‘It's weird because it's made us more global – we can reach America and other parts of the world but at the same time, the pandemic and the worries of Brexit are doing the opposite of that – making us smaller.

‘It's crazy on Zoom – I ran workshops with LGBTQ people from the Tamil community, which is my heritage, from nine different countries, coming together and talking about queerness.

‘It's crazy to think I've never met a Tamil person who's queer before, let alone 15 coming together in a Zoom chat – there were people from Malaysia and Canada – and you think: “Wow, you can make change globally now”.

Arji also believes that smaller, independent centres have been able to respond quicker to the pandemic than the big organisations.

‘I really think the smaller arts venues, places like The Spring have really blossomed because they've been able to react and be responsive to the challenges they've faced.

‘Whereas the bigger venues, like here in London, say South Bank Centre, The Barbican – they can't do that because they've got layers and layers of people working there, and that's so important.

‘The arts need to be responsive in that way, it needs to look at what the politics of the situation is right now, instead of us just responding to grants and the application process.’

With this new-found access to a wider, global audience, Arji hopes this won’t be lost when we return to ‘normal.’

‘I hope that time and money is put into evaluating and understanding the stuff we've learnt, and how we can take the online aspect of the work into the sphere of being in real life and the coming together of those two worlds.

‘And when it does, it's going to change the way everyone looks at numbers because the engagement online is so different to engagement in real life and how you measure those things.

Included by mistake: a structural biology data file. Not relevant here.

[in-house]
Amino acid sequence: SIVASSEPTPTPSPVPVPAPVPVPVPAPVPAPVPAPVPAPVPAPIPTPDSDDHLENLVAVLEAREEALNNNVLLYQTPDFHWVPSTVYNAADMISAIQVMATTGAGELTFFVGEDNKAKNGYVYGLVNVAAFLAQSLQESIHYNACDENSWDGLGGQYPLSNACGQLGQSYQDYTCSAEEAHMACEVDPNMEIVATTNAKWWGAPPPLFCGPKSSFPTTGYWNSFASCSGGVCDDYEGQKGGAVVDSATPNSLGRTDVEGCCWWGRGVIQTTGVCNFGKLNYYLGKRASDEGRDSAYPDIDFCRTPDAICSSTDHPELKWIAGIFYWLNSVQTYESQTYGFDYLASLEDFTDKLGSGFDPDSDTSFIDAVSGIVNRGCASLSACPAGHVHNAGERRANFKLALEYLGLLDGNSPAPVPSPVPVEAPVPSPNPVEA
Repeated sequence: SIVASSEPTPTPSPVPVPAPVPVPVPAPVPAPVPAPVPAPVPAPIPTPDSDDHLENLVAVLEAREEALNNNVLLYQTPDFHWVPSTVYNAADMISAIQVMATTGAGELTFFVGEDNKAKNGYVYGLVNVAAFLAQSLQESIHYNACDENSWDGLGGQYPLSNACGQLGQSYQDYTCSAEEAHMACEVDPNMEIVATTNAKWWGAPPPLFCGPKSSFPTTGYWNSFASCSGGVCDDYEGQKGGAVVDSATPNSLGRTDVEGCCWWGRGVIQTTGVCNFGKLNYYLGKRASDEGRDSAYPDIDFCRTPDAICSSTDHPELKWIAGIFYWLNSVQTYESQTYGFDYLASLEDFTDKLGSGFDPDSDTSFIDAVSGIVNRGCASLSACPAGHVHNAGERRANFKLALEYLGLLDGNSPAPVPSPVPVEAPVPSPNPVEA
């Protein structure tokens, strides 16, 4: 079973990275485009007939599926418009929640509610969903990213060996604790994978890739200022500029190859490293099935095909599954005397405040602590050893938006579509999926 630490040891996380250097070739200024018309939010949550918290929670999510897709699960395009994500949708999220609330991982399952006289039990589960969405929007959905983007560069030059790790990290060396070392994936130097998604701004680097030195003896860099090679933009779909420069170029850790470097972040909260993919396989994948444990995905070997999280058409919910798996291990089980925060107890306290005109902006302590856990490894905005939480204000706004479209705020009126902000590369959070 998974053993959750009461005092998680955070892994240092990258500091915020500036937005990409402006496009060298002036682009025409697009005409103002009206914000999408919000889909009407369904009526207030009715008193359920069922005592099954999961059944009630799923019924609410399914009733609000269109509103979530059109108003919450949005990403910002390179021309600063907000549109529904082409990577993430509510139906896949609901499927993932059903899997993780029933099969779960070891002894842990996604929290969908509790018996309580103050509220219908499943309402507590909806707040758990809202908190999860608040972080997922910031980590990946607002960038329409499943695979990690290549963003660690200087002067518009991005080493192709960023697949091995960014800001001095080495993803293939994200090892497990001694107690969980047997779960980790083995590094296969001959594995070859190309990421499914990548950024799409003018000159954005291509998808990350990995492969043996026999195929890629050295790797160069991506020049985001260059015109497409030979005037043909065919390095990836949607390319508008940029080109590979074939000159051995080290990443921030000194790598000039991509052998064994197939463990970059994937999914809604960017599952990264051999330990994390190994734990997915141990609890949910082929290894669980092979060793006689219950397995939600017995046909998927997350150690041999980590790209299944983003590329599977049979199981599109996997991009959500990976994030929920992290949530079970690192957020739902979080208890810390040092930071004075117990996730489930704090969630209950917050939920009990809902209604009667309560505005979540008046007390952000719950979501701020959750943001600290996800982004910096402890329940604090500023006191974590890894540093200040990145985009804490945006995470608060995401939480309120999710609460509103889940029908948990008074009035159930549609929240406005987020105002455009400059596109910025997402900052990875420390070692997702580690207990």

‘Then funding is given for a certain area, but you could get people coming in from, say, Ghana or something. What do you do then?

‘Some workshops I've done, for young people with special needs and learning difficulties, they have to ask them: “Are you from this postcode? Otherwise you can't do it...”

To see more about A Line Art click here.

To hear Arji’s poetry podcast and find out more about his work, click here.

To find out more about The Spring, go here.

The Spring

This is the story of a building,

A special building, a closed building,

Been 'closed for a year' type of building,

With a museum on 40 winks,

And a main space that's now mainly space,

A layer of dust like dew before the sun comes up,

A theatre with curtains as heavy as dislocated arms,

Lights: closed eyes, costumes are lost ghosts,

A string of posters for shows that never were

A cafe deserted like a spaghetti western

When the baddies come out

But this isn't a sad story,

Because we've seen too many of those,

This is a story of hope, a story of a building

Bigger than the sum of its bricks,

A building disguised as a human pyramid

Of volunteers and runners and actors, web designers,

Delivery drivers, musicians and artists and staff

And YOU thousands of you, all stood arm in arm,

With poems in your hands, paint in your fingernails

Stitching together a hundred origami cats

YOU on a kitchen table slash stage slash desk

YOU turning a living room into a theatre

Transforming a pan into a hat

Fairy wings from cereal boxes

All of you, you are this building

A building that will reopen bigger and

Bolder and stronger and taller

To let the world know

This is more than just a building

This is The Spring

A message from the Editor, Mark Waldron